Product lifecycle management does not refer to any individual computer software or technique. It is a tool that enables the companies to collect data about the products, evaluate and steer the processes and the overall strategy of the company in the best interest of its stakeholders taking based on the nature of its products, the market and the market share. (Sääksvuori & Immonen, 2011)
The product lifecycle, similar to the industry lifecycle concept lays emphasis on the total life of the product. According to the product life cycle concept, the products that a company offers all pass through five distinct stages, starting from their designing and development stage through introduction in the market, growth and maturity stages and finally face a decline in the market demand which is ultimately reflected in the sales and the profitability of the product itself. The five stages can further be described as:
This is the stage where a product is designed developed in order to be finally launched in the market. This covers the time from the initiation of the idea through the actual designing and development of the product. It also covers the development of prototypes and the testing stage wherever applicable.
During this stage there is no commercial production of the product and there is no revenue generated, but this cost must be considered as a relevant cost for decision making purposes as it is the incurred only to get the product to the stage where the commercial production starts and revenue is generated.
This is the stage where the commercial production starts and the product is actually available in the market. At this stage, the product is new in the market therefore the customer awareness is low. Thus the sales are also low and the revenue generated and the profits earned at this stage are nominal. The sales volume however grows at a slow rate.
This is the stage when the sales volume starts growing at a fast rate. Suring this stage, a lot of investment may be required to increase the capacity. The profits start to grow rapidly as well as the market share.
At this stage, the sales are at the highest level. The cashflow is very favourable and the investment starts paying off as the company achieves economies of scale. The sales are almost stable, but may tend to grow or decline at a very slow rate. The company should start considering investment in new products at this stage.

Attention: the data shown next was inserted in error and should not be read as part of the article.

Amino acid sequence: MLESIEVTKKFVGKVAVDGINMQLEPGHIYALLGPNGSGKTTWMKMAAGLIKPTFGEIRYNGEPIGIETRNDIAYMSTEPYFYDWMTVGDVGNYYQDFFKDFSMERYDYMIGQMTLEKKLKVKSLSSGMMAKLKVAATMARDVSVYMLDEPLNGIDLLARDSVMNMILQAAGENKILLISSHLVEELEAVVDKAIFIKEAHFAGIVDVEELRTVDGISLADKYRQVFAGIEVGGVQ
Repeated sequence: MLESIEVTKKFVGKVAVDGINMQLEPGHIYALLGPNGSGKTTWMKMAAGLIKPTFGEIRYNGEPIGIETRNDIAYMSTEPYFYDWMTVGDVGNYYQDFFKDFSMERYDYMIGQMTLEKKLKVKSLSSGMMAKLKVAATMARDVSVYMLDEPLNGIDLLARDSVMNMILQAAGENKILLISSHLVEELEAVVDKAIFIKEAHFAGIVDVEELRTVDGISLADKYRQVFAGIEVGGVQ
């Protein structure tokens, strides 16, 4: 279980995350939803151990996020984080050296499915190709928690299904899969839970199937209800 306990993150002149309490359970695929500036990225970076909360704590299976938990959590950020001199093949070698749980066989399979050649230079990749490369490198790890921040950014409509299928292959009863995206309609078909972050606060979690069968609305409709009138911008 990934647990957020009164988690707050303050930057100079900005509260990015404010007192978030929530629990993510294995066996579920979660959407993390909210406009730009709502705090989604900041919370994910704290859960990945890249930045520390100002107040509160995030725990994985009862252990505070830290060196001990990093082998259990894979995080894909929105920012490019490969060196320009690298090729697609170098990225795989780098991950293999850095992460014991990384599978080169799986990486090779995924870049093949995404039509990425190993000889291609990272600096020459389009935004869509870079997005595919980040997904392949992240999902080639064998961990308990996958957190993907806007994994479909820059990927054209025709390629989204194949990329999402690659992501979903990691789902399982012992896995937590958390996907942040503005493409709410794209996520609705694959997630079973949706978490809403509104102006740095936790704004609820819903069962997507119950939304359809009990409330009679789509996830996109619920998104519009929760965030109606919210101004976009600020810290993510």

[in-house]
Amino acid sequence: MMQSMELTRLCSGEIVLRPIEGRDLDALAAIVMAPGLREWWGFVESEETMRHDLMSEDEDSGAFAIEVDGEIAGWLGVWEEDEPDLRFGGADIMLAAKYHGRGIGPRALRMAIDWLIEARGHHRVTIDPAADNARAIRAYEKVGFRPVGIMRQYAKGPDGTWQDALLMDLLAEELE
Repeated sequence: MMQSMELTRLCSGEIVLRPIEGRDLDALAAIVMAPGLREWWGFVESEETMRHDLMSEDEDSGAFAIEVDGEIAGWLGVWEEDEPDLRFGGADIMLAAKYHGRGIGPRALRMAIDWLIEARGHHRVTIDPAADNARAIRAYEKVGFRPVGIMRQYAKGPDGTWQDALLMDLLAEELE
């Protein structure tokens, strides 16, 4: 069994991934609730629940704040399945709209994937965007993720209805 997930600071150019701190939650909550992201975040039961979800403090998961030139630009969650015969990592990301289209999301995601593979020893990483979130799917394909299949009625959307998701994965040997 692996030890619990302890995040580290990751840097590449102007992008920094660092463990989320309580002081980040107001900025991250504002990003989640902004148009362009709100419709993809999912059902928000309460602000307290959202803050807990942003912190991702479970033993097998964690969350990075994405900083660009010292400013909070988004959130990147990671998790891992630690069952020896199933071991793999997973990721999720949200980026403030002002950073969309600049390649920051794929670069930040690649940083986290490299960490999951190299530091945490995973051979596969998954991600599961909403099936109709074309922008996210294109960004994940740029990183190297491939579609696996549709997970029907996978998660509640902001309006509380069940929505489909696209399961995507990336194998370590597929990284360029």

This is the final stage of the product lifecycle where the sales of the product start to decline. The profits decrease and the cashflow is poor. A company may be making a loss by producing and selling a product which is in its decline stage.
Product lifecycle costing
Product lifecycle costing is an integral part of the product life cycle concept. According to the product lifecycle costing, the total cost of the product over its life should be allocated over its useful life and the revenue and the profits generated from that product be compared to that cost, instead of considering the designing and development cost of the product as a period cost. Thus it is a very useful tool for allocating the costs related to the individual products.
Limitations of PLM
Despite its usefulness, it is very difficult to make an accurate estimate of all the future costs associated to the product, especially for the products with a long lifecycle. Even for the products with the shorter life cycle, it is impossible to predict any changes in the business environment in future that might be affecting the estimated costs and revenues, and the intensity of the impact.
It has also been observed that some products such as Pepsi and Coca-Cola do not have a decline stage. For such products the product life cycle concept is not relevant. Although it is a very useful tool for the industries where innovation is fast and the products tend to have a relatively shorter life cycle. It is also